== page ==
Colorful silhouette of a woman holding a mobile phone to depict sleep disorders in patients with migraine.

Sleep disorders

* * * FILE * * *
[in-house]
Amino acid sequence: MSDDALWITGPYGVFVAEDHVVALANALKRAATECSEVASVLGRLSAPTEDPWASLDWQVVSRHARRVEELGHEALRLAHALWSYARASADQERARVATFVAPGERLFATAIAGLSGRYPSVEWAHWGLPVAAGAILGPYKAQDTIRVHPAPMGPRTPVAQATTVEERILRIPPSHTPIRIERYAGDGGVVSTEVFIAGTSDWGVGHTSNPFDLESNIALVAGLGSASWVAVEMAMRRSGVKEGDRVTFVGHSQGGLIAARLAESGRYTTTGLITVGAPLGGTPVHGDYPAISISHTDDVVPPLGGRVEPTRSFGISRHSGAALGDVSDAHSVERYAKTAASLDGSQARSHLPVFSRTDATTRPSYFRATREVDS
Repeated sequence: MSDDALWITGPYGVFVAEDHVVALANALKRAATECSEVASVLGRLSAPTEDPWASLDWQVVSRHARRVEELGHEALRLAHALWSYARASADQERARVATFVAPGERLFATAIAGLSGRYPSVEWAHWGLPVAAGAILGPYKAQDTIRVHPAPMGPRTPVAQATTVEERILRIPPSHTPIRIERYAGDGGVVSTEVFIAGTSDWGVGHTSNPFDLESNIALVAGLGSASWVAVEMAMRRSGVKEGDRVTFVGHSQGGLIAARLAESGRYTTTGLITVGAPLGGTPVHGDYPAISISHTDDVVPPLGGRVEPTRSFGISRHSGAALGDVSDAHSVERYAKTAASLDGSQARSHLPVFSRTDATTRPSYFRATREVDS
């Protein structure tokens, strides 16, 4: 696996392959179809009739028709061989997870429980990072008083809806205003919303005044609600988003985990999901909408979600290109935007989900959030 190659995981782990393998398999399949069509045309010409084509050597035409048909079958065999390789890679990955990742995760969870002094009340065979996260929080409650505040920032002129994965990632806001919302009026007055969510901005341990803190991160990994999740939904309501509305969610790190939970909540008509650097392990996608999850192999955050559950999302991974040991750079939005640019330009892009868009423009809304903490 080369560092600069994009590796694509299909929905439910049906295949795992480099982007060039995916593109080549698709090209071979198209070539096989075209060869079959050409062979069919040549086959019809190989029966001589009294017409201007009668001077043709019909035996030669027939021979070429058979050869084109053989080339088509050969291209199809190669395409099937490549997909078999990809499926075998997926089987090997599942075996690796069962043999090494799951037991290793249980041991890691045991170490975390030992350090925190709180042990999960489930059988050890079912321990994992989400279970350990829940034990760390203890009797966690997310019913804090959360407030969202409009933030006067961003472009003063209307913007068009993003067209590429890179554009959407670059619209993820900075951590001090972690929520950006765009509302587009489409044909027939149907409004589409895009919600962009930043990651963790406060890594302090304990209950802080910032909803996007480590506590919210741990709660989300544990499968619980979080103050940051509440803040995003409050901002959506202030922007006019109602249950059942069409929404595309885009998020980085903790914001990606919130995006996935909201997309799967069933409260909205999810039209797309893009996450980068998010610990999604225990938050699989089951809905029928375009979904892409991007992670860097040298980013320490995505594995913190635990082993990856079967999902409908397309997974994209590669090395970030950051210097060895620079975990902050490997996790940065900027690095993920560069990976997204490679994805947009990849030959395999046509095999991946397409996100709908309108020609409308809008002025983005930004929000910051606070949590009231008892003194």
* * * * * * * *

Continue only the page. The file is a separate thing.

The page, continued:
Sleep disorders are more prevalent in patients with migraine than in the general population.8 Migraine is associated with a wide variety of sleep disorders, such as restless leg syndrome, parasomnias, sleep apnea, and insomnia.8 For example, severe headache pain is associated with an increased risk for insomnia,6 and chronic short sleep is associated with more severe headaches.8 Results of a large cross-sectional population study showed that the prevalence of poor sleep quality was significantly higher among those with migraine than among those without.6 These results suggest that migraine and sleep problems have a common underlying pathophysiology.7 Furthermore, a small, randomized, placebo-controlled trial showed significant improvement in headache frequency and severity, and even a reversal from chronic migraine to episodic migraine in patients who underwent behavioral sleep modification compared with a placebo intervention.8 The neurobiological mechanism underlying the bidirectional relationship between migraines and sleep is likely due to some overlapping pathophysiology and shared anatomical structures within the brain.8